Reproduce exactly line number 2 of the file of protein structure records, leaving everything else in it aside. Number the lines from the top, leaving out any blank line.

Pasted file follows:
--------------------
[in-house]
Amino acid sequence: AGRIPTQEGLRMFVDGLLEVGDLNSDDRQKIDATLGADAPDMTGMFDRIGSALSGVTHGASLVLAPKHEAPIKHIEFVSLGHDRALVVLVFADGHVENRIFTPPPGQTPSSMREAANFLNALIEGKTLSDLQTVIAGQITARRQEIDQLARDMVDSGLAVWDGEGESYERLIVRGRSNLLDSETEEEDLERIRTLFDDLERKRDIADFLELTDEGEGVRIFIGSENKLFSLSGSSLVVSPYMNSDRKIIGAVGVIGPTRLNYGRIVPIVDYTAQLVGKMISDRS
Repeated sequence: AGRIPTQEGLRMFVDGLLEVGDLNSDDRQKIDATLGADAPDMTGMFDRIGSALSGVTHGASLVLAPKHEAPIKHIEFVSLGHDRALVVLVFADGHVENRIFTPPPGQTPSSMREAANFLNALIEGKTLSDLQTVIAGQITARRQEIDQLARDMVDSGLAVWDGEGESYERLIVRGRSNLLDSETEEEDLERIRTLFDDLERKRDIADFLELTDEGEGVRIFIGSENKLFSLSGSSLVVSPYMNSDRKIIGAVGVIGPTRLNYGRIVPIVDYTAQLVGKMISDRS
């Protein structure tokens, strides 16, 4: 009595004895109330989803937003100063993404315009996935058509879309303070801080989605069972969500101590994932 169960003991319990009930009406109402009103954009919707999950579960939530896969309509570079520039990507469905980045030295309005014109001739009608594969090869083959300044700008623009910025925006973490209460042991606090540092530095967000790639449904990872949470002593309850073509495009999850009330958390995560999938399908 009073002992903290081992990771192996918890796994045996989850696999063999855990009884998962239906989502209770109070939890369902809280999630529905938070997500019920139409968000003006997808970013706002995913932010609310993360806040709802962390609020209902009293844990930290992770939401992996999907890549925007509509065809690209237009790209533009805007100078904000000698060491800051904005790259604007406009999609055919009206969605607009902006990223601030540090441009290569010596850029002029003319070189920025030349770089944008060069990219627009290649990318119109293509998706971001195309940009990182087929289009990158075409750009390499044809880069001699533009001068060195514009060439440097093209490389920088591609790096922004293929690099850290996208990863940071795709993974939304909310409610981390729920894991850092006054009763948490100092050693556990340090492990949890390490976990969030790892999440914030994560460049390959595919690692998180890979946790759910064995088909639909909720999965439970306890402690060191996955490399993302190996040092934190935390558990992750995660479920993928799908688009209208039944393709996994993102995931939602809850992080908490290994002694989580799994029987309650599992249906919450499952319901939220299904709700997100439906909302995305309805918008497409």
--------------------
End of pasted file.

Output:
Amino acid sequence: AGRIPTQEGLRMFVDGLLEVGDLNSDDRQKIDATLGADAPDMTGMFDRIGSALSGVTHGASLVLAPKHEAPIKHIEFVSLGHDRALVVLVFADGHVENRIFTPPPGQTPSSMREAANFLNALIEGKTLSDLQTVIAGQITARRQEIDQLARDMVDSGLAVWDGEGESYERLIVRGRSNLLDSETEEEDLERIRTLFDDLERKRDIADFLELTDEGEGVRIFIGSENKLFSLSGSSLVVSPYMNSDRKIIGAVGVIGPTRLNYGRIVPIVDYTAQLVGKMISDRS